Sandoval Signpost
An Independent Monthly Newspaper Serving the Community since 1988
  Up Front

Belknaps are back

—Barb and Ty Belknap

After a three-year sabbatical, we, as Belknap Publishing, Inc., have resumed publishing the Signpost. A lot has changed. Sandoval County has gone from one of the fastest growing counties to the county with the most home foreclosures. Rio Rancho and the county are struggling with the negative results of their pro-growth agendas. Bernalillo’s new mayor has faced a fiscal crisis and many problems with the town’s infrastructure since taking office in 2010. Bernalilo Public schools seem to be in constant state of managerial strife. The county has a new temporary manager and a new administration building. Ambitious projects like Sandoval Broadband and the deep water desalination plant seem to have faded away.

Several grass-roots organizations, websites, and email trees have sprung up in Placitas to deal with a perceived lack of local government representation and information. Concerned citizens flocked to the roundhouse in a successful effort to extricate Placitas from the controversial and expensive Eastern Sandoval County Flood Control Authority. A watchdog group called Eastern Sandoval Citizens Association has been formed to keep an eye on issues of concern to the community.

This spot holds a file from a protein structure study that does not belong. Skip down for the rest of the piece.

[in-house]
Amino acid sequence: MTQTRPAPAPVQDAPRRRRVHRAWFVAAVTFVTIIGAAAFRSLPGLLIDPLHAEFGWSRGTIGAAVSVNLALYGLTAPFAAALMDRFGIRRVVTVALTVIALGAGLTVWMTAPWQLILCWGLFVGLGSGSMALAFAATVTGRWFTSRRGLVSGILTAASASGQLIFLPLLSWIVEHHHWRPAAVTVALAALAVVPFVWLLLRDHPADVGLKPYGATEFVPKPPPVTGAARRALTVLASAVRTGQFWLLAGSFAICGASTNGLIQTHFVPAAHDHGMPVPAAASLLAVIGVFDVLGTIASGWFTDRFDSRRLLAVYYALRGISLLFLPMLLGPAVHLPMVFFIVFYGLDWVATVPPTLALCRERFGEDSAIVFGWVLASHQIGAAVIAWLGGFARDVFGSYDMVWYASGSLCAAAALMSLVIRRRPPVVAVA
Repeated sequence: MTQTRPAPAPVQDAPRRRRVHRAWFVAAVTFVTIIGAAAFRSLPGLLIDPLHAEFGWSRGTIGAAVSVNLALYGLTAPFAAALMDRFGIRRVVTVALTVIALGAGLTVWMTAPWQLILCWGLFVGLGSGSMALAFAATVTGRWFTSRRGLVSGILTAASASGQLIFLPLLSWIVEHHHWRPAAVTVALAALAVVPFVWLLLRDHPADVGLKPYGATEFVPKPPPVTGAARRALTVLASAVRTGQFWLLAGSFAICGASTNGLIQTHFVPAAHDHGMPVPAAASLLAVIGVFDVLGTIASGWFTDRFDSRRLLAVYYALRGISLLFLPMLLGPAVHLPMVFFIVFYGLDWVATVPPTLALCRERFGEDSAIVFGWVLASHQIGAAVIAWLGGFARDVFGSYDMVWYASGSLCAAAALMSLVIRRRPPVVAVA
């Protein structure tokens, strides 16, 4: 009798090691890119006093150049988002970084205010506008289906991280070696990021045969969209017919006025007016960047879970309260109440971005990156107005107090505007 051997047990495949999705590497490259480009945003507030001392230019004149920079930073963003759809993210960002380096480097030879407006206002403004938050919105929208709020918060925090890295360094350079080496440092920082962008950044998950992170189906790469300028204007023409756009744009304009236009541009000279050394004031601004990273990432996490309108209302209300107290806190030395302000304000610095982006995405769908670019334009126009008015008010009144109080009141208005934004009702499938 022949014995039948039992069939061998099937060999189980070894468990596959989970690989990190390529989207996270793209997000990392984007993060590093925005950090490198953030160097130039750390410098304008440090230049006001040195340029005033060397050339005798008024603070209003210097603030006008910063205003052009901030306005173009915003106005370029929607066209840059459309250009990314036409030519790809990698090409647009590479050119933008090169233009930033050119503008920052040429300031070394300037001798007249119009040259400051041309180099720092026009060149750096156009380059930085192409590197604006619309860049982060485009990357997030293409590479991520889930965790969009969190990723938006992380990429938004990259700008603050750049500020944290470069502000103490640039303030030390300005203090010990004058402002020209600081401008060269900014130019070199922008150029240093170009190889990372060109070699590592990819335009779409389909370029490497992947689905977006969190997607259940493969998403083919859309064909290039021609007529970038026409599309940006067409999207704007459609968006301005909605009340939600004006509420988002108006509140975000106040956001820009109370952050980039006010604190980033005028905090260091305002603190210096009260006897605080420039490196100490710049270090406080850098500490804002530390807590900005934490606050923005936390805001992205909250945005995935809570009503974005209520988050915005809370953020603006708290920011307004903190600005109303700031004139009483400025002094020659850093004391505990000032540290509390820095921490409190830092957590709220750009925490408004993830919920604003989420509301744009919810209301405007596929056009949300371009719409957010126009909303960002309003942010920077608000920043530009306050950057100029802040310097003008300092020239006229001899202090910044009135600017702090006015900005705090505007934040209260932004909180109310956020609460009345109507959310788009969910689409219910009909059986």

As always, we will continue to welcome community input.  It’s been a long, hard recession and a long, hot summer, but we still think Sandoval County is a great place to live. As a twenty-two-year-old business, we thank you for your continued interest and support. We feel fortunate to have this opportunity, once again, to bring you the Signpost.

Las Conchas fire plume

Smoke plume from Las Conchas fire on July 15, 2011. Photo credit: Gary Priester

Monsoon rains pose threat to fire-damaged areas and Rio Grande Watershed

—Signpost staff

On July 22, the cities of Santa Fe and Albuquerque stopped drawing drinking water from the Rio Grande, which had turned black from ash runoff. Currently, inter-agency Burned Area Emergency Response (BAER) teams, coordinated by the U.S. Forest Service (USFS), are working on burned lands, including Santa Clara Pueblo, to mitigate flood dangers in various ways, including reseeding severely burnt watersheds, creating erosion barriers, and removing debris.